Prolongation of islet allograft survival with an antibody to vascular cell adhesion molecule 1

Mark D. Stegall, Alina Ostrowska, James Haynes, Frederick Karrer, Igal Kam, Ronald G. Gill

Research output: Contribution to journalArticle

11 Scopus citations

Abstract

Background. The purpose of this study was to determine whether an antibody to vascular cell adhesion molecule 1 (VCAM1) prolongs the survival of neovascularized pancreatic islet allografts. Methods. We treated CBA (H-2k) recipients of BALB/c (H-2d) islet allografts with anti-VCAM1 antibody (400 μg/day for 20 days). Sensitized recipients of islet grafts also were treated with anti-VCAM1. To study mechanism we performed mixed lymphocyte reactions (MLRs) with anti-VCAM1 and studied the graft infiltrate in treated recipients. Results. Anti-VCAM1-trented CBA recipients showed prolonged graft survival with indefinite survival in five of nine cases. Anti-VCAM1 prevented proliferation in an MLR but not when added 36 hours after the beginning of the MLR. Anti-VCAM1 did not prolong allograft survival in sensitized recipients and did not prevent lymphocytic infiltration of the graft at 7 days. Conclusions. Anti-VCAM1 prolongs allograft survival in neovascularized islets in which the donor vascular endothelium plays little or no role in immunogenicity. VCAM1 appears to be important in the afferent phase (lymphocyte activation) of the allograft response. Once activated, either late in an MLR or in sensitized recipients, lymphocytes are not dependent on VCAM1 for function. Finally, anti-VCAM1 does not appear to affect the homing of lymphocytes to the allograft.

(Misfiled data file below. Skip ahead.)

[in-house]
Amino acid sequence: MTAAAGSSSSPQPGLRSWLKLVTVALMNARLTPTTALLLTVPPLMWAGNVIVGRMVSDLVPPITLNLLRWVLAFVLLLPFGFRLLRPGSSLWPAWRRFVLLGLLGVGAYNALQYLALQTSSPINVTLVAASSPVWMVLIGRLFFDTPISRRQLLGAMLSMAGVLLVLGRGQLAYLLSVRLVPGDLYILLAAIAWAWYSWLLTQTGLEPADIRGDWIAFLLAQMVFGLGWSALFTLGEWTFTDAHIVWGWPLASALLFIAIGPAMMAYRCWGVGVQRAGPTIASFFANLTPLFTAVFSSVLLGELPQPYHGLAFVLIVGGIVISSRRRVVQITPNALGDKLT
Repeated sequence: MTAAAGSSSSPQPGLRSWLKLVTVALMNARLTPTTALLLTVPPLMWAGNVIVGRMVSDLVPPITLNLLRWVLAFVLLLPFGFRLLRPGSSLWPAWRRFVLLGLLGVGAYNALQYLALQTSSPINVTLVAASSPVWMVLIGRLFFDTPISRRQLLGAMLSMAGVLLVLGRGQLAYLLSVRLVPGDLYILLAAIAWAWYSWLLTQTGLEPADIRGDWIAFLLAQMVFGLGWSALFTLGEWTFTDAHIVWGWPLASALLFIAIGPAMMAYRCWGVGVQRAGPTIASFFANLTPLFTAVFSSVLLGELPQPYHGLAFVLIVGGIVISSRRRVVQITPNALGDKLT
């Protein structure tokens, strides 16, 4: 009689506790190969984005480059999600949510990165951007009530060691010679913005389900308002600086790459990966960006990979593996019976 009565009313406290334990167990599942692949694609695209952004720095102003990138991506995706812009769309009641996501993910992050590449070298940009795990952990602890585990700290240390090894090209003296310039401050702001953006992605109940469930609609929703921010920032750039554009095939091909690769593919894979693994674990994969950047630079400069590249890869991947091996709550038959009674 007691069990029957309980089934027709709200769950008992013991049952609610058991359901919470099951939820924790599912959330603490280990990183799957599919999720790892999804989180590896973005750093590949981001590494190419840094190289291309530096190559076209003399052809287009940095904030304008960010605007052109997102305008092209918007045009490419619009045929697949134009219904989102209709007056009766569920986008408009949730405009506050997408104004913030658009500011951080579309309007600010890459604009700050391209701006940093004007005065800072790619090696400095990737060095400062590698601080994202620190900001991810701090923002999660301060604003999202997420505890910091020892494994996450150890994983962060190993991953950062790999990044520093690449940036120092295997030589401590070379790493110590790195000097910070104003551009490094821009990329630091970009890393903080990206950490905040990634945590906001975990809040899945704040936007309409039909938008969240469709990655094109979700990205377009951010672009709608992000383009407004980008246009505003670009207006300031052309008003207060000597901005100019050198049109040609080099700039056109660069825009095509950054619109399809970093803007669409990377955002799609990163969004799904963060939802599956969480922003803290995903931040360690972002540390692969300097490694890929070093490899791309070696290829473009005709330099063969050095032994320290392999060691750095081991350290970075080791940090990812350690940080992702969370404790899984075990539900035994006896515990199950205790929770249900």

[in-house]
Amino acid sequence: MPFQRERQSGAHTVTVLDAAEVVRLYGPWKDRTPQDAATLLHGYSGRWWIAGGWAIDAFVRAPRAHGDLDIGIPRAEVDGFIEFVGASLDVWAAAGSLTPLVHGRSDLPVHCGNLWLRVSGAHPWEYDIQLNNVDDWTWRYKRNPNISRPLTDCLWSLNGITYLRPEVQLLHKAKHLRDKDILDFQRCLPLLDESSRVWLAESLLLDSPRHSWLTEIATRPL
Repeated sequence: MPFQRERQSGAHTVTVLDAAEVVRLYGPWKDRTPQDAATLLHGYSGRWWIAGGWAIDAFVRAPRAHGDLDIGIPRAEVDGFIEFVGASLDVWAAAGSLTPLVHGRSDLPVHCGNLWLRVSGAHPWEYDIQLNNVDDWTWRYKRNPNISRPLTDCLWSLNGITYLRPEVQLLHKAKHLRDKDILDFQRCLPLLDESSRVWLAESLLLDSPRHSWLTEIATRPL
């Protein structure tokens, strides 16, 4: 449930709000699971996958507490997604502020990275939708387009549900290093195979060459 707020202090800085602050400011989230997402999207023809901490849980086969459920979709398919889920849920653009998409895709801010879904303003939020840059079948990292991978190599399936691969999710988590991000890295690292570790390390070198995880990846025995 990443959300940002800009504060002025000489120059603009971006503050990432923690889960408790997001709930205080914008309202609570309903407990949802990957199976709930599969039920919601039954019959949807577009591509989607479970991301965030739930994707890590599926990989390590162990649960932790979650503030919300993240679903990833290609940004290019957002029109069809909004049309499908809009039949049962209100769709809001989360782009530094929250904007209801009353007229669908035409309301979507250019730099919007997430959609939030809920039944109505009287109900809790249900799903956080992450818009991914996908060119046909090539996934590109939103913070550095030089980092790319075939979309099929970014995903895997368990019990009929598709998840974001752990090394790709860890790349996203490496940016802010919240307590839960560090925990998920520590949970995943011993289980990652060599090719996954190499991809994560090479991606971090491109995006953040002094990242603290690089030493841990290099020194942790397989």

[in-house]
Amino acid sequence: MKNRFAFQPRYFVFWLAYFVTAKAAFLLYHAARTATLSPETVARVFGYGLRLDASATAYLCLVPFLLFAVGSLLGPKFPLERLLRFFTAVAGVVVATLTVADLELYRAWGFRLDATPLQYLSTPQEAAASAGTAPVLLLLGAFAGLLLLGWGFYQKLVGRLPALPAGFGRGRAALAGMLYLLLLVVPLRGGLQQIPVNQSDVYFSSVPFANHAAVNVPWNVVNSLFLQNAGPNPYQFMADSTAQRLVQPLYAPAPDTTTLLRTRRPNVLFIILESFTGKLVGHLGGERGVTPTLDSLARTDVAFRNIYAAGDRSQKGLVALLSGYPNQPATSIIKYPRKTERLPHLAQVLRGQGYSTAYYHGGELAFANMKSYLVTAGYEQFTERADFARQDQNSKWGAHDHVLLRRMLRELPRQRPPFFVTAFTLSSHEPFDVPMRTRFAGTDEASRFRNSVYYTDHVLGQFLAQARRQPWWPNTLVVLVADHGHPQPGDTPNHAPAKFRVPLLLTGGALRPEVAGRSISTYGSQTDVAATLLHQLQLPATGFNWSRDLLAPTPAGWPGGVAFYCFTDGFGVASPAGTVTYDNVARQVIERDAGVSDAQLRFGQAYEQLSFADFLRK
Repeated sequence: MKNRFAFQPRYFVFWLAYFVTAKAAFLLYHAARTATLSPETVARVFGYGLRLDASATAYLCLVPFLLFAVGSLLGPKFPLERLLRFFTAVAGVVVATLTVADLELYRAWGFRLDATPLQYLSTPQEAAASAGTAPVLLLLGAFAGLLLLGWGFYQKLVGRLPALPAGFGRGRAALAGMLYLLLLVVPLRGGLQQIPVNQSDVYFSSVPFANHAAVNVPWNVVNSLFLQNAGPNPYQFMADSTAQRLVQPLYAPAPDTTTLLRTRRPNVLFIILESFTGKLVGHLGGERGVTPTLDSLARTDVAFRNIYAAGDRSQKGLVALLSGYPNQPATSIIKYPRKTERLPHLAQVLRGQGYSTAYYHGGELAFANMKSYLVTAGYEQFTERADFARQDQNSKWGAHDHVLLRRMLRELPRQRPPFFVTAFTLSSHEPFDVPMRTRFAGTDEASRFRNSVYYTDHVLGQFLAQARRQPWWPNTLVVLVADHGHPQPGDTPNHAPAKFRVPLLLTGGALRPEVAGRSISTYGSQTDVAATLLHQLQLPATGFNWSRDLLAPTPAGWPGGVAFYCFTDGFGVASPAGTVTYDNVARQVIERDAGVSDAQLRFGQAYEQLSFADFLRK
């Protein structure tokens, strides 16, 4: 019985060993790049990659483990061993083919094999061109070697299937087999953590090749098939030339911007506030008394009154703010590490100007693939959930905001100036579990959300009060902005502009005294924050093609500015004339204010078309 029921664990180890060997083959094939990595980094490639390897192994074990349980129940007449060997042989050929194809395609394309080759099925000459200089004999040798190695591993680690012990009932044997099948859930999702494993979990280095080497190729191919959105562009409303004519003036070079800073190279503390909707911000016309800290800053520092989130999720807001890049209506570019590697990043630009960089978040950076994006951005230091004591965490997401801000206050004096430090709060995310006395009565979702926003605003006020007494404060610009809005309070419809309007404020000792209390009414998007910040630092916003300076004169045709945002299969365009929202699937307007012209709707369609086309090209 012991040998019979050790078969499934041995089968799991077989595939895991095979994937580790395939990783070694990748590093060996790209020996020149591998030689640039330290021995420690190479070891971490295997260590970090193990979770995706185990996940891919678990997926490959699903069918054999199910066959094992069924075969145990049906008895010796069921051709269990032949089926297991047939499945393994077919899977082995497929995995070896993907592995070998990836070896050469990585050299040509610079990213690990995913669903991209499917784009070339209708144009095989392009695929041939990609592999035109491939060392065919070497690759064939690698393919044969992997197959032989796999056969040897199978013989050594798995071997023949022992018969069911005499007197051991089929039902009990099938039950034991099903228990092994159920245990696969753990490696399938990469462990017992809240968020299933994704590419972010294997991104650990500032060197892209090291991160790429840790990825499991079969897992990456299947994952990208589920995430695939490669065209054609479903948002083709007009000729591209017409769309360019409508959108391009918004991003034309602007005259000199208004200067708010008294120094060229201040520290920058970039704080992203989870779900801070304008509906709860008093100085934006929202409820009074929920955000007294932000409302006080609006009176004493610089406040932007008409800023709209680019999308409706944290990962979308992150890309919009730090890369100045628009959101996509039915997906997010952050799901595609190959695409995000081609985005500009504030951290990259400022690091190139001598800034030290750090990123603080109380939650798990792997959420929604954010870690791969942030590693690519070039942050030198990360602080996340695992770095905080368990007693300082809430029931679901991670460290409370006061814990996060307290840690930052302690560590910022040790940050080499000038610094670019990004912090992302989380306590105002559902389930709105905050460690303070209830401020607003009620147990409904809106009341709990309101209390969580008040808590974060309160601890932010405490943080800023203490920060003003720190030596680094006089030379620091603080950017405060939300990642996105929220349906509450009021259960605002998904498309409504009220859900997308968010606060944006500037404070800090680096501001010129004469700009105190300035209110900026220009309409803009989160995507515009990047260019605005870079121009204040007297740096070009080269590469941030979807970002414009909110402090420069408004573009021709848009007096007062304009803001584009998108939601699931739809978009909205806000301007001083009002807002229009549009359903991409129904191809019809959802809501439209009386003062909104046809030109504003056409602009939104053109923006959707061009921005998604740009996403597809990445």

Original languageEnglish (US)
Pages (from-to)366-370
Number of pages5
JournalSurgery
Volume118
Issue number2
DOIs
StatePublished - Aug 1995

ASJC Scopus subject areas

  • Surgery

Fingerprint Dive into the research topics of 'Prolongation of islet allograft survival with an antibody to vascular cell adhesion molecule 1'. Together they form a unique fingerprint.

  • Cite this